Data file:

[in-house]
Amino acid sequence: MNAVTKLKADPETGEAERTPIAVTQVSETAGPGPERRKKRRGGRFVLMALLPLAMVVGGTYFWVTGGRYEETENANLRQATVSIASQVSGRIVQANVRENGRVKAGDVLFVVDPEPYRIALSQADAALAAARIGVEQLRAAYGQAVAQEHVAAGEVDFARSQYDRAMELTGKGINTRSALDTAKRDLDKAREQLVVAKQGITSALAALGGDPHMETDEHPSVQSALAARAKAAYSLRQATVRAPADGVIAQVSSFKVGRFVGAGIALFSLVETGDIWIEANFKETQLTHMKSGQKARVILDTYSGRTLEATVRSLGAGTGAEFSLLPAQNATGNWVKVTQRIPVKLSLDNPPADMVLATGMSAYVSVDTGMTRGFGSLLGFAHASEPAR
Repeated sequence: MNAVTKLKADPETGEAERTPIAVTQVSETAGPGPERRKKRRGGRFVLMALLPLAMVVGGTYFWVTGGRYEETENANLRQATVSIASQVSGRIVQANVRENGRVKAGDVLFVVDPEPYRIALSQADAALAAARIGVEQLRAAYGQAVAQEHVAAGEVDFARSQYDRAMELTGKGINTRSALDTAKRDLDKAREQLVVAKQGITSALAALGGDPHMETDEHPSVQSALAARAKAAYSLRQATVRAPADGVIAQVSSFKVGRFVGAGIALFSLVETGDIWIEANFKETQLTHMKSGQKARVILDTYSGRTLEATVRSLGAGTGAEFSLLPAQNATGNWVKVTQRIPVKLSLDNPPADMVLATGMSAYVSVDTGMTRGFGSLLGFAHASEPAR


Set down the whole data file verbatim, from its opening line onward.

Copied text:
[in-house]
Amino acid sequence: MNAVTKLKADPETGEAERTPIAVTQVSETAGPGPERRKKRRGGRFVLMALLPLAMVVGGTYFWVTGGRYEETENANLRQATVSIASQVSGRIVQANVRENGRVKAGDVLFVVDPEPYRIALSQADAALAAARIGVEQLRAAYGQAVAQEHVAAGEVDFARSQYDRAMELTGKGINTRSALDTAKRDLDKAREQLVVAKQGITSALAALGGDPHMETDEHPSVQSALAARAKAAYSLRQATVRAPADGVIAQVSSFKVGRFVGAGIALFSLVETGDIWIEANFKETQLTHMKSGQKARVILDTYSGRTLEATVRSLGAGTGAEFSLLPAQNATGNWVKVTQRIPVKLSLDNPPADMVLATGMSAYVSVDTGMTRGFGSLLGFAHASEPAR
Repeated sequence: MNAVTKLKADPETGEAERTPIAVTQVSETAGPGPERRKKRRGGRFVLMALLPLAMVVGGTYFWVTGGRYEETENANLRQATVSIASQVSGRIVQANVRENGRVKAGDVLFVVDPEPYRIALSQADAALAAARIGVEQLRAAYGQAVAQEHVAAGEVDFARSQYDRAMELTGKGINTRSALDTAKRDLDKAREQLVVAKQGITSALAALGGDPHMETDEHPSVQSALAARAKAAYSLRQATVRAPADGVIAQVSSFKVGRFVGAGIALFSLVETGDIWIEANFKETQLTHMKSGQKARVILDTYSGRTLEATVRSLGAGTGAEFSLLPAQNATGNWVKVTQRIPVKLSLDNPPADMVLATGMSAYVSVDTGMTRGFGSLLGFAHASEPAR